A Kingdom Devoid of Self Interest
Matthew 5:38-42 | AARON PROFFITT
March 17th, 2019
Introduction: The Sermon on the Mount is the most quoted section of Scripture; the magnum opus of Jesus’ teaching, revealing and defining what Jesus’ Kingdom is like. The goal is not for us to see his words as principles. His kingdom is one that is upside down when compared to the kingdoms of this earth. Ultimately, hearers more than anything must see Jesus as the fulfillment of his words.
Twisting Words (v38-39a)
“You heard that is was said, ‘An eye for an eye and a tooth for a tooth.’ But I say to you, Do not resist the one who is evil.”
Jesus is speaking to a Jewish audience who would have been familiar with his first reference (i.e. Ex 21:24, Lev 24:20).
Moses wrote this principle with the intent of protecting those who suffered physical violence.
If an eye or tooth was damaged by another individual, equal legal punishment should be enforced.
It meant equal justice without respect of persons, in order to protect people from severe violence.
This precept took punishment out of the arena of private vengeance and put it in the public; the judicial realm.
In Jewish culture especially, this idea had become distorted to accommodate self-interest and protection to mean individuals could personally and privately inflict physical harm on another if they themselves had been harmed.
But this was never the spirit of the law (Prov 24:29 “Do not say I will do to him as he has done to me.”).
Jesus’ second statement clarifies his first.
Jesus is pleading with the individual to deny self-interest and the “rights” we feel we are owed, especially when physically harmed.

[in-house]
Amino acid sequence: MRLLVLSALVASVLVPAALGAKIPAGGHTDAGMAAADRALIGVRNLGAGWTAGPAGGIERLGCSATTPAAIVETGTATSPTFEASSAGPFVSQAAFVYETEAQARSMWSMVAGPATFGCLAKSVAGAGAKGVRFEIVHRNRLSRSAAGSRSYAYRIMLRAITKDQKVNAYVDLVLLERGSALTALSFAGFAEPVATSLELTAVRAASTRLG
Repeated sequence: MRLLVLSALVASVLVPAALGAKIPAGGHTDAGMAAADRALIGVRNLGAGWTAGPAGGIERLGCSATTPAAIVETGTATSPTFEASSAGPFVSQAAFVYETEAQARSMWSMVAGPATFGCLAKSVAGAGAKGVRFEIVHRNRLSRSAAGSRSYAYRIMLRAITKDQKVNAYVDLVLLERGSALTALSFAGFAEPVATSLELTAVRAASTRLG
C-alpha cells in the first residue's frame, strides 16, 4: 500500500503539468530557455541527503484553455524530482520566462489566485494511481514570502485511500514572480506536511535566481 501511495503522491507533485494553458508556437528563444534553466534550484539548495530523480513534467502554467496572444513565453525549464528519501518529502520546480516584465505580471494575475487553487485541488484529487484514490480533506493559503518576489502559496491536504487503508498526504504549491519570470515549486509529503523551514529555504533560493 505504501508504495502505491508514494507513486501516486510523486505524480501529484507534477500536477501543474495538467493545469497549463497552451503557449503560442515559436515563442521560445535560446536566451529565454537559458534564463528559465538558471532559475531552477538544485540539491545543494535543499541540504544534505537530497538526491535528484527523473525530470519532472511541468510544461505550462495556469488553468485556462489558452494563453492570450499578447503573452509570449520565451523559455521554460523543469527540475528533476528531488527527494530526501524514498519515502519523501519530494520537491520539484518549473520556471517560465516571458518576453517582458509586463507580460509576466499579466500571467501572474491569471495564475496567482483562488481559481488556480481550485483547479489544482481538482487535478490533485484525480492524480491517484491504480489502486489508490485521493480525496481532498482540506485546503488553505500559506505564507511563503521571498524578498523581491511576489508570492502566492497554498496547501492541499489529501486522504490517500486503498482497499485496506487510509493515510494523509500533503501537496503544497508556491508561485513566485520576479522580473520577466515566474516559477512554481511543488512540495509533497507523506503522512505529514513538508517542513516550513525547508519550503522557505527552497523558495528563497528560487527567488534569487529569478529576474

We tend to become experts at taking what Jesus says and turning it around to serve ourselves, instead of coming to grips that Jesus’ words are chiefly about him.
Turning Cheeks (v39b-41)
“But if anyone slaps you on the right cheek, turn to him the other also. And if anyone would sue you and take your tunic, let him have your cloak as well. And if anyone forces you to go one mile, go with him two miles.”
Jesus then moves on to give three hypothetical examples to support and clarify his words.
The first has a direct tie to his previous statements.
Jesus seemingly isn’t requiring a further incurrence of violence inflicted upon us.
The example given describes a lesser sort; the right cheek is being smacked with an open hand, the back of the dominant right hand.
Additionally, Jesus himself didn’t turn the other cheek when he was illegally struck by an officer at his trial cf Jn 18:22-23.
Jesus seems to be saying it would be better to take another smack to the face than to act out in any sort of retaliation.
The second example has to do with an entirely different scenario.
An impoverished follower of Jesus is being oppressed where their final remaining belongings are at risk of being lost.
This is taking place in a court of law, making the process leading up to this one that is legal.
The one suing has achieved legal means by which they can now literally take the last shirt off this person’s back.
Everything else would have been sued for before a person’s used article of clothing.
Not only should the oppressed not retaliate, but rather he should give his most expensive article of clothing.
The third example has to do with a compulsory, meaning obligatory act of public service.
The precedent was one where a government authority would solicit the help of a civilian unprompted and unpaid.
The requirement usually had to do with running an errand that would be about a mile in length.
Jesus presents a situation where the person asked is to do twice as much as what is asked.
It comes down to loving your neighbor as yourself (the second greatest commandment).
Loving your neighbor even if he is an enemy back handing your face; even if you lose the clothes on your body; and even if you have to do something you have no interest in.
Treasuring Nothing (v42)
“Give to the one who begs from you, and do not refuse the one who would borrow from you.”
Jesus changes up his pattern of hypotheticals to throw out two commands in verse 42: “Give” and “Do not refuse.”
The given is that we will be asked because people have needs all around us.
Jesus is asking us to be ready to meet them abundantly (not perfectly).
If we treasure nothing (meaning, we treasure Christ above all), and remember everything is his, we don’t “need” anything, and we can hold on to loosely the things we have for the sake of his glory and the good of others.
The goal here is neighbor love which Jesus represented and fulfilled perfectly.